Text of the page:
MBDA’s Land-Ceptor Vehicle and CAMM(L) Missile, SKY SABRE. Photo MBDA, C. Miles

Whilst the SKY SABRE is a very different capability to Rapier, the Regiment has the benefit of already being equipped with the G-AMB Radar system. The familiarity and experience that 49 (Inkerman) Battery RA has developed whilst bringing the Giraffe radar into use, in the Recognised Air Picture (RAP) role, should stand the Regiment in good stead during the transition to SKY SABRE.  SKY SABRE will be a paradigm shift in terms of capability, effectiveness and complexity.[23]

A key point is the importance of integration and communications in enabling the maximum possible effectiveness of SKY SABRE. Airspace coordination and control measures will become commensurately more complicated for SKY SABRE operators than they were for Rapier. With the through- life design of SKY SABRE there is significant potential to continue integration and development, with the use of Link 16, and the future Network Enabled Airspace Defence and Surveillance (NEADS) project among others.[24]

The Lightweight Multirole Missile (LMM) is a low cost, lightweight, precision strike missile for use on existing Starstreak HVM platforms (it can also be integrated onto some UK helicopters, Light Armoured Vehicles and UAVs for Air to Surface, Surface to Air, Surface to Surface and Air to Air attack).  This Thales produced missile will be used by Jt GBAD’s VSHORAD Regiment providing an extended range of 6km with a blast-frag warhead using laser beam riding guidance.  Utilising the updated Stormer tracked vehicles of 12th Regiment Royal Artillery the Thales produced LMM will enhance the AD capability and also provide ground attack capability to the supported formation.  Thales has already test-fired the LMM from a rotary UAV demonstrating possible future usage in the AD role.

Sensor clusters and Networking

NATO interoperability through the Link16 JRE Network is already achievable.  Multifunction sensors are available or in development. They could be networked into clusters utilising the L16 Network to increase the system’s capacity and Open Architecture – IAMD networking kits will also allow a nation to ‘plug and fight’. This is essential for NATO interoperability.  Multifunction Radars (MFRs) offer new capacities for air and missile defence due to SA sharing, plus sensor functions resources management extended via the network (cluster).   Clusters of fire control sensors could enhance the interoperability between NATO nations, at sensor level, as an extension of the current NATO BMC3 backbone.[25]

Future Technologies – Low Tech

When coordinated properly All Arms Air Defence (AAAD) can provide an effective deterrent and, if required, destruction of low level air threats to friendly troops and protected locations. Although included in UK AD doctrine, AAAD has not been at the forefront of GBAD’s training objectives, or practised, over the last decade. As part of GBAD’s transformation AAAD has been recently practiced by sub-units. It is, by its very name, designed to be a procedure that is utilised as a capability (up to 1000m) by all ground forces although preferably coordinated by AD or Artillery advisors.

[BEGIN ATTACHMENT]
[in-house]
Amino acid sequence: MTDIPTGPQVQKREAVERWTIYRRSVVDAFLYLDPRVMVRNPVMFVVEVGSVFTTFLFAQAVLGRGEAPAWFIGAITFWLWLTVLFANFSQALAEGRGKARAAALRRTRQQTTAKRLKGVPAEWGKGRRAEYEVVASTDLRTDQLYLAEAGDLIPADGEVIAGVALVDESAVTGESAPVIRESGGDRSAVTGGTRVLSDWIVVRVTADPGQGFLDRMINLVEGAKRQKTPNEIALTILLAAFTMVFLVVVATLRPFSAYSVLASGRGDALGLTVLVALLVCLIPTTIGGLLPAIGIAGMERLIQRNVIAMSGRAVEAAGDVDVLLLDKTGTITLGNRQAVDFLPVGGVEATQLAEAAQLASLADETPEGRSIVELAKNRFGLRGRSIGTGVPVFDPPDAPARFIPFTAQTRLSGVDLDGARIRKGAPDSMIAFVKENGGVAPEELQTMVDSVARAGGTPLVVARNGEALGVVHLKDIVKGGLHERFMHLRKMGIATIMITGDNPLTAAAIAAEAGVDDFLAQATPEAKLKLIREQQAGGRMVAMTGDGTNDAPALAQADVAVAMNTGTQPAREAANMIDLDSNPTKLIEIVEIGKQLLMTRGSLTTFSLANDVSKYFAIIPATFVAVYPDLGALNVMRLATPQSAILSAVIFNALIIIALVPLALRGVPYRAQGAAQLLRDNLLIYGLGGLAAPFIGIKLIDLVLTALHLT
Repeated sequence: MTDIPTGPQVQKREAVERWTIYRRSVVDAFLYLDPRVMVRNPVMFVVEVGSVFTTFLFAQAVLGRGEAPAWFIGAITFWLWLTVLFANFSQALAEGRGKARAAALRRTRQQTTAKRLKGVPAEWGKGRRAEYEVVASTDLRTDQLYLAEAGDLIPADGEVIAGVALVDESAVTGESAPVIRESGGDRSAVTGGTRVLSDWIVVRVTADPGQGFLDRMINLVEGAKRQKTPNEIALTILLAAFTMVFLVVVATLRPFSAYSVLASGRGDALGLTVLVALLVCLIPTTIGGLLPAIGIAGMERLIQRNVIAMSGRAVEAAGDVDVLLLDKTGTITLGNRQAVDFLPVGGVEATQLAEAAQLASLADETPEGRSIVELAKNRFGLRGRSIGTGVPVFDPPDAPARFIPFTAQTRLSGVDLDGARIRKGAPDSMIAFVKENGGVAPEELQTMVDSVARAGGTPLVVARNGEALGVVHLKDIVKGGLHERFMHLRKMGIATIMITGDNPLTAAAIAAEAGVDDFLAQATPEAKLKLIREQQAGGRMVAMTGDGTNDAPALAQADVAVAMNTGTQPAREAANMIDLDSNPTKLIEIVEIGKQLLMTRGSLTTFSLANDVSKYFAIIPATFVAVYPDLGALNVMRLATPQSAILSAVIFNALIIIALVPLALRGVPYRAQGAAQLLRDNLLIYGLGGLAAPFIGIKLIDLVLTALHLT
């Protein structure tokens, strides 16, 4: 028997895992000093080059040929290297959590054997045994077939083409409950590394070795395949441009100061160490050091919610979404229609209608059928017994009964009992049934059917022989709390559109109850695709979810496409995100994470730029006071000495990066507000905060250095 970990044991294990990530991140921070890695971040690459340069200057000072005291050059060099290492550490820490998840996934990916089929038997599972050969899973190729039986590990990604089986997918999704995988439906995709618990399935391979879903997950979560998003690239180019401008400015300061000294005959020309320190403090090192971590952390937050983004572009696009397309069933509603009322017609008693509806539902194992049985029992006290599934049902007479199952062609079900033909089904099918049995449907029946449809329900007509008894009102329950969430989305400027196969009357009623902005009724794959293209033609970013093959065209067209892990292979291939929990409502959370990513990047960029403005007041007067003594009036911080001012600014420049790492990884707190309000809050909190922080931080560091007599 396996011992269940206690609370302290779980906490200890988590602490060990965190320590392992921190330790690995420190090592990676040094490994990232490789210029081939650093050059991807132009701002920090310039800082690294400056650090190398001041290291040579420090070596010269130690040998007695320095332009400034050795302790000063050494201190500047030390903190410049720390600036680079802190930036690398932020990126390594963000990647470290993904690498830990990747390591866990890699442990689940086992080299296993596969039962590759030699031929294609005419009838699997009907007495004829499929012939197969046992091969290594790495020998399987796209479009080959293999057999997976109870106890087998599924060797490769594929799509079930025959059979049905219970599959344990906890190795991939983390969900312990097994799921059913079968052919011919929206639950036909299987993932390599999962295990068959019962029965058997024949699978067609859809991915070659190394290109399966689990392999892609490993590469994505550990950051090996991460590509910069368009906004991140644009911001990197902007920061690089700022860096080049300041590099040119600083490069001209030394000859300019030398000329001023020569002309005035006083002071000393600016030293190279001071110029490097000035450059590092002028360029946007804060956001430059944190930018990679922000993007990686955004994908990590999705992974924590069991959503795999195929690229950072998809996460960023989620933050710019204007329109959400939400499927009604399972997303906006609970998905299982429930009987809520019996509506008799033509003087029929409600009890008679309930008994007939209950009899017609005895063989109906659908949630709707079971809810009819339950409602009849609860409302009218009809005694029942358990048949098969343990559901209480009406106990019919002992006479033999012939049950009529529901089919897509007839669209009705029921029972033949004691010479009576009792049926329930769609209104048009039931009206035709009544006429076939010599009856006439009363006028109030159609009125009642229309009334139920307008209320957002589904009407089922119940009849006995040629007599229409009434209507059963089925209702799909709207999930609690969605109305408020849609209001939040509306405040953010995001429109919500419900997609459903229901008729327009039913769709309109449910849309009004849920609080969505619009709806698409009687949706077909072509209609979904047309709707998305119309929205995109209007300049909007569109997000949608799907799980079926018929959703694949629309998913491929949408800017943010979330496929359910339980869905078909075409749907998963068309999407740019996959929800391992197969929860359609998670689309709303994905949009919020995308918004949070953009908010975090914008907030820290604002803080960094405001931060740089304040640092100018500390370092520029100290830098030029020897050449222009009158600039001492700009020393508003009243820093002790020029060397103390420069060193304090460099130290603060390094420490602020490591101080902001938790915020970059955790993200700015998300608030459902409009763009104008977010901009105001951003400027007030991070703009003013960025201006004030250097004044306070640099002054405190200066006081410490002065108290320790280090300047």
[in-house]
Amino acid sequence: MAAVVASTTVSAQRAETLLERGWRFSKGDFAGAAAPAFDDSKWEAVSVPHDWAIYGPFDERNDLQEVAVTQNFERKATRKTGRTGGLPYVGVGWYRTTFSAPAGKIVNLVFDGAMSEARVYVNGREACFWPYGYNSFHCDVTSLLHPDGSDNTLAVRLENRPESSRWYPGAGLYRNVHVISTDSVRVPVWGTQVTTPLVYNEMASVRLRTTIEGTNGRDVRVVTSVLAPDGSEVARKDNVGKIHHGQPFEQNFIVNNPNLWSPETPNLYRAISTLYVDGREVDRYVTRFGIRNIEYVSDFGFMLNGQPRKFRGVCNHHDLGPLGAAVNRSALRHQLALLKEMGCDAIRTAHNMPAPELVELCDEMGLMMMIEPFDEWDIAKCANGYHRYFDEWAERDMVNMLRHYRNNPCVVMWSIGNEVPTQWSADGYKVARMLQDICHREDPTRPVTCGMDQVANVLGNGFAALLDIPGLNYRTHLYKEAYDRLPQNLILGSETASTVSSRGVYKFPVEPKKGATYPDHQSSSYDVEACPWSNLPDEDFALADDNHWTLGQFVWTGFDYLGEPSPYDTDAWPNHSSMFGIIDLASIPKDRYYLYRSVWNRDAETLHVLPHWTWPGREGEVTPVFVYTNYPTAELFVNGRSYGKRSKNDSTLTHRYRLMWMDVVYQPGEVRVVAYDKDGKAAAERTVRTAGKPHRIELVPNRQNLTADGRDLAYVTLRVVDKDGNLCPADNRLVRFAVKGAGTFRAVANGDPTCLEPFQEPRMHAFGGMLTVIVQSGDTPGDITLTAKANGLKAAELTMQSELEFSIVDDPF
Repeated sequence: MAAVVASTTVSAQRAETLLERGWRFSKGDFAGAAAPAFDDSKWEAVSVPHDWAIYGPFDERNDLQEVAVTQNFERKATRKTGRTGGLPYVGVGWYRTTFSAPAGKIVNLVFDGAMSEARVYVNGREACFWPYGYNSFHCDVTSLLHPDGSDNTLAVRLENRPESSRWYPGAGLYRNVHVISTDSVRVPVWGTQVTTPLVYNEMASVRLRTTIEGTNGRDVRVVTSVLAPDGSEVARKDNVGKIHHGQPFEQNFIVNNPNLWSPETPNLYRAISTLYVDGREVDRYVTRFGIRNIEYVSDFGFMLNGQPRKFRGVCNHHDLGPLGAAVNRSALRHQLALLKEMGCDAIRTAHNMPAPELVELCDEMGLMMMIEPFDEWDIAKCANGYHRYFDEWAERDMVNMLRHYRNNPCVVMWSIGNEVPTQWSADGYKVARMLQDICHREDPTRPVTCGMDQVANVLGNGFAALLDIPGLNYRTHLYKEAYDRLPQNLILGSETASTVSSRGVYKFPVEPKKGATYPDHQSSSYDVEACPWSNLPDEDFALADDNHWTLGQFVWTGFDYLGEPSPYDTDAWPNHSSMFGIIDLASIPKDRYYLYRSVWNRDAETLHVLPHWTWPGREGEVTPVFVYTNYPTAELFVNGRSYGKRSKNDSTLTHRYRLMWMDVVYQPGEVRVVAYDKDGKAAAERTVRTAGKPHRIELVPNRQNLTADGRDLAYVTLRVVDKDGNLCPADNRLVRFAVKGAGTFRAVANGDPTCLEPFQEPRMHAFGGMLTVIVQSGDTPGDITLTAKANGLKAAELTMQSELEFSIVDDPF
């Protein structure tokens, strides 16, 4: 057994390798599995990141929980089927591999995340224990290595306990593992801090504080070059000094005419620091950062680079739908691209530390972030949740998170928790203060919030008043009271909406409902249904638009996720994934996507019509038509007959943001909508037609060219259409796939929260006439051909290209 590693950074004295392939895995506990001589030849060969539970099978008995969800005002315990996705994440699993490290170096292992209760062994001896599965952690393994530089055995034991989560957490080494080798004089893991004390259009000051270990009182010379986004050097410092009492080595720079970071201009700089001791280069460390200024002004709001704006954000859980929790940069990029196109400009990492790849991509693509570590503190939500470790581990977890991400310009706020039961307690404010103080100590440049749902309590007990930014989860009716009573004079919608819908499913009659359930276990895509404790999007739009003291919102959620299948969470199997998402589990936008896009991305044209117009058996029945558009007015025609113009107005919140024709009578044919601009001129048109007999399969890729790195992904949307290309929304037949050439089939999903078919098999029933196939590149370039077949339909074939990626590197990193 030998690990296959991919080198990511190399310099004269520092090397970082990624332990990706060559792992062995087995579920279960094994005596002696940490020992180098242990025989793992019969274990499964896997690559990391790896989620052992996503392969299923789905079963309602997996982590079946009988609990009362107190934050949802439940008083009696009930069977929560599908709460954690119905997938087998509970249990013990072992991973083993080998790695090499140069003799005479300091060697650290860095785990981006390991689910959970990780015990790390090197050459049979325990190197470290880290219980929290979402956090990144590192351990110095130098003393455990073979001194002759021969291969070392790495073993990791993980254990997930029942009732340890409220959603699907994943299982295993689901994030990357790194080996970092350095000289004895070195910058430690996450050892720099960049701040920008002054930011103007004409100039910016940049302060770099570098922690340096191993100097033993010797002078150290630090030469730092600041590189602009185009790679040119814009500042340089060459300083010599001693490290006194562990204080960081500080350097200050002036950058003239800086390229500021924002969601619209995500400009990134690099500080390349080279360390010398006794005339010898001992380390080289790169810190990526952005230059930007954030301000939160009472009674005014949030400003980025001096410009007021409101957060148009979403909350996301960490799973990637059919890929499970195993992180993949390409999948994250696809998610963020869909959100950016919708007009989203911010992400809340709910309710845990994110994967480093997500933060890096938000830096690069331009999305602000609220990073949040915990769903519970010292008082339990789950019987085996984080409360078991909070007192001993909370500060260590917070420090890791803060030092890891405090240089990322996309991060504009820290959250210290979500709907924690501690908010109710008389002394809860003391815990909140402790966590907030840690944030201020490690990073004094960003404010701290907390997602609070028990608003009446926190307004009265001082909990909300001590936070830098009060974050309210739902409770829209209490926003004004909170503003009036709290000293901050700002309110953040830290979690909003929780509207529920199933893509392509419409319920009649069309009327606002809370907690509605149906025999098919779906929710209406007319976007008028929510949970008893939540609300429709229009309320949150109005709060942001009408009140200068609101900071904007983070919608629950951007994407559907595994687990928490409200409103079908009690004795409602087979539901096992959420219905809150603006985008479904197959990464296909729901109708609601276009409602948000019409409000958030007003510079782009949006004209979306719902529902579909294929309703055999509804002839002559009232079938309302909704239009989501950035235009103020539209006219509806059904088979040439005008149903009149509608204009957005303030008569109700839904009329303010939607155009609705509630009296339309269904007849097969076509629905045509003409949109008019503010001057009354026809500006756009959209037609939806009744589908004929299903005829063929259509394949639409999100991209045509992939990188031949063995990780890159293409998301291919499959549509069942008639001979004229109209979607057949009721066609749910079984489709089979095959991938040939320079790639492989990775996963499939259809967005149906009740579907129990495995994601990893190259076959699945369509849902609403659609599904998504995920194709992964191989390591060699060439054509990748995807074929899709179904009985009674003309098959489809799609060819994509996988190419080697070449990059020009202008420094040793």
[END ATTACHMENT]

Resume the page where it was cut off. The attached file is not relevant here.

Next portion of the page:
Developing Air Observers

As one of Jt GBAD’s transformation workstreams, developing air observers is key to countering Low, Slow, Small, Stealthy and Swarming (LS4) targets.  With mini-UAS prevalent on the modern battlefield, and the likelihood of a stringent EMCON environment that only allows GBAD radars to operate on an ‘radiate then vacate’ basis, we are re-learning the role of Air Observer. Technology has changed dramatically, but the requirement for a single air picture and a timely and effective response has not. The modern day Air Observer will take recent lessons learned during Op OLYMPICS to develop the skills required for the modern GBAD battle. Air Observer CONOPS are being developed by HQ Jt GBAD.[26]

International Cooperation – NATO and the Strategic Level

‘Thus, no matter how much Brexit changes other aspects of British life, I predict the impact so far as our Armed Forces are concerned will be negligible.’[27] The security and stability of the UK has long depended on its strong partnerships in the Euro-Atlantic area, including NATO.  The UK Government wishes to deepen its security, intelligence and defence relationships in particular with the US, France and Germany. The USA is likely to remain the world’s leading military power in 2035, although its military advantage is likely to be challenged increasingly by China.[28] Working within international organisations, or with allies and partners, is likely to remain the preferred method of international engagement for the UK in 2035. The EU is also likely to continue to play a greater defence and security role. Interoperability and adaptability will be key as bespoke alliances and partnerships are formed, both between nations and with non-state actors.[29] The mission of NATO Air Defence – to achieve and maintain air superiority to protect NATO territory in peace, crisis and conflict – remains as relevant today as when it was established in 1961.[30]